7 healthy(ish) fruity desserts that are easy to make with your children


My little ones love cooking. Yes, it’s messy, and at times a little stressful. In fact, more than once, attempts to cook in my house have ended in tears (and not just from my children!) and the floor needing a good mop. It’s worth it though, as they look so pleased with themselves when they see what they have created, and are always super-keen to try what they have made, even if it contains ingredients they have never come across before. I wasn’t surprised to read in one academic study that children who help out in the kitchen are more likely to make healthier food choices. With that in mind, here are seven easy and healthy(ish) desserts that require minimal preparation and very little cooking. I hope you enjoy them.

1. Five-a-day rainbow fruit cocktail

Fruit Cocktail
I blogged about this fruit cocktail a couple of weeks ago but I wanted to include it again, as it’s a big favourite in our house. You will need sundae glasses (or good old Ikea wine glasses if you live in my house, or even plastic ones if you’re worried about little ones dropping them); a selection of fresh fruits, chopped up; a dollop of ice cream, cream or yoghurt; and a spoon. Layer the fruit in the glass (anything particularly juicy needs to go at the bottom so it doesn’t drip onto the other fruits), top with ice cream, and enjoy. Easy peasy and your daily recommended five portions in one go!

2. Chocolate strawberries

Chocolate strawberries
My good friend Katie first introduced me to these little beauties. To make enough for four to six people (or just me, if I’m honest!), melt 250g chocolate (plain, dark or white, the choice is yours) in a glass bowl above a saucepan of simmering water. Allow the chocolate to cool slightly, dip each strawberry in (a 500g punnet), holding it by the stalk, and cover with chocolate. Little E and Little O insisted on adding sprinkles to these ones. Place strawberries on a baking tray lined with greaseproof paper. Allow to set at room temperature.  As you can see from the picture, they are definitely their handiwork, but they taste just as delicious!

3. Hot apple and cinnamon

Hot apple and cinnamon
This is especially good in the colder months. My children love it as an afternoon snack, along with a babychino. Peel, core and dice one apple (any variety is fine) per person. Put them in a saucepan with a teaspoon of water and a half a teaspoon of cinnamon per apple, depending on taste. Simmer on a low heat for about 25 minutes, stirring occasionally until the apples are soft and mushy. Add a blob of ice cream or whipped cream for a treat.

4. Peaches and cream crunch

Peaches and cream crunch
My children make me laugh because they think tinned sliced peaches are the height of sophistication – we have always got a several tins in the cupboard. We find the ones in natural juice taste best and are healthiest. All you need to do is drain them (reserving the juice for little ones to drink), chop them in half and pop them in a sundae glass or wine glass, allowing between a quarter and a half a tin per person. Pour in a couple of tablespoons of double cream or plain yoghurt, and top with digestive biscuits (one per person) that have been given the breadcrumb treatment in a food processor (or, if you don’t own one, put them in a plastic food bag and get your children to bash them with a wooden rolling pin).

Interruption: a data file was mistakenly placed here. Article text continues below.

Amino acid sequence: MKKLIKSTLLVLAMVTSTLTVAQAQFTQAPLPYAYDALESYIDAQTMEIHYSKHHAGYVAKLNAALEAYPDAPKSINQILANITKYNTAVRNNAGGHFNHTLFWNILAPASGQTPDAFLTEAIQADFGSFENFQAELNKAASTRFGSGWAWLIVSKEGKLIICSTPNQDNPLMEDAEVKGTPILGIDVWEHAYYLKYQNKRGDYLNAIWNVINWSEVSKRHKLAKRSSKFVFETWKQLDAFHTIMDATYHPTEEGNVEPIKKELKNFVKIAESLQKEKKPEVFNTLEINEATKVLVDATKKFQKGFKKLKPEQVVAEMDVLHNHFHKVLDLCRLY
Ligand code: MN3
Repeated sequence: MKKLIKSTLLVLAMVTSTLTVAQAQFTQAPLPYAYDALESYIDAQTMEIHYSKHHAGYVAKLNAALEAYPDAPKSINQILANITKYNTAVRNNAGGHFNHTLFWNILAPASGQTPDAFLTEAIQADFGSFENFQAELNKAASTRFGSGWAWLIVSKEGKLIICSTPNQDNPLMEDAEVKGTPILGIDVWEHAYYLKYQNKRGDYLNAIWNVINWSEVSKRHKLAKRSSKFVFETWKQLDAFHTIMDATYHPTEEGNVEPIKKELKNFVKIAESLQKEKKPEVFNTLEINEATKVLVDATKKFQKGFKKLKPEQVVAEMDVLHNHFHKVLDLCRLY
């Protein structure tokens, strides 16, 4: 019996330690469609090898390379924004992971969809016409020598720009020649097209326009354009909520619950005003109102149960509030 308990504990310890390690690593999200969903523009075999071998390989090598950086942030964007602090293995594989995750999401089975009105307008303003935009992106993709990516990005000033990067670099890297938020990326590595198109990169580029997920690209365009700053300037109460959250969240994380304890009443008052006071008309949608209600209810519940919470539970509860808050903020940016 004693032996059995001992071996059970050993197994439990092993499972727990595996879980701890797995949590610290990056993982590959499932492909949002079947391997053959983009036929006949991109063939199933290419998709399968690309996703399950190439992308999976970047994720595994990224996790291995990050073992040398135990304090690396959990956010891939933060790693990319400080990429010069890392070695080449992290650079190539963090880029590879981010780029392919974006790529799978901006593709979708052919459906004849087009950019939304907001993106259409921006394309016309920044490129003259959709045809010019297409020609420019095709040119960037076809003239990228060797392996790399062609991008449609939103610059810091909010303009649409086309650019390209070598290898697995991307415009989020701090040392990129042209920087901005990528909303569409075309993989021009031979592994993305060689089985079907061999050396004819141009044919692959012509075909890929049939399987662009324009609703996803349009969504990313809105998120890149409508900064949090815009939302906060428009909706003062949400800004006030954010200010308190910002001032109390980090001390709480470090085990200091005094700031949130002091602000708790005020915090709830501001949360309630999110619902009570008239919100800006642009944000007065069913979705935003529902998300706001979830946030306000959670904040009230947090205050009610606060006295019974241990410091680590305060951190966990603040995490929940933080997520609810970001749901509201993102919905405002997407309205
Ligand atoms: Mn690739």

5. Mini raspberry cheesecakes

Mini strawberry cheesecakes
You’ll need a pack of digestive biscuits, 5-6 raspberries per biscuit, a tablespoon of soft cream cheese per biscuit and a pinch of sugar per biscuit (optional). Mix the soft cream cheese with the sugar and spread onto the biscuits. Mash the raspberries with a fork and spoon onto the biscuits. They need to be eaten straight away, as I discovered when I thought I was being organised by preparing them in advance and they went soggy!

6. Frozen yoghurt bites

Yoghurt buttons
Line a baking tray with greaseproof paper. Spoon on a dessert spoon of strawberry yoghurt (or more/less, depending on how big you want them to be) and smooth it out with the back of the spoon into a circle shape. Top with some chopped up strawberries. Pop in the freezer for an hour or so. Eat as soon as you take them out of the freezer as they melt quite quickly.

7. Blueberry tart

Credit where it’s due, I got this one from the Tesco magazine and it’s lovely (my rubbish photography skills do not do it justice!). You need a pack of ready-rolled short-crust pastry, 100g of soft cream cheese, a teaspoon of sugar, 500g of blueberries, washed and patted dry with kitchen roll, and a tablespoon of plain flour.
Pre-heat a baking tray in the oven to 220 degrees or gas mark 7. Put the pastry on a piece of greaseproof paper. Mix the cream cheese with the sugar and spread over the pastry, making sure to leave a border of about 3cm. Stir the flour into the blueberries and spoon on top of the cream cheese. Fold in the edges of the pastry, brush with a little milk. Then, using a fish slice or similar to help, transfer off the paper and onto the hot baking tray (you, not your little ones!) and cook for 25 minutes. I once tried to skip this step by making it straight onto a greased baking tray, but it ended up – in the words of The Great British Bake Off – with a not-very-nice soggy bottom. When it comes out of the oven, mash the blueberries a bit with a fork. Delicious and not too heavy.

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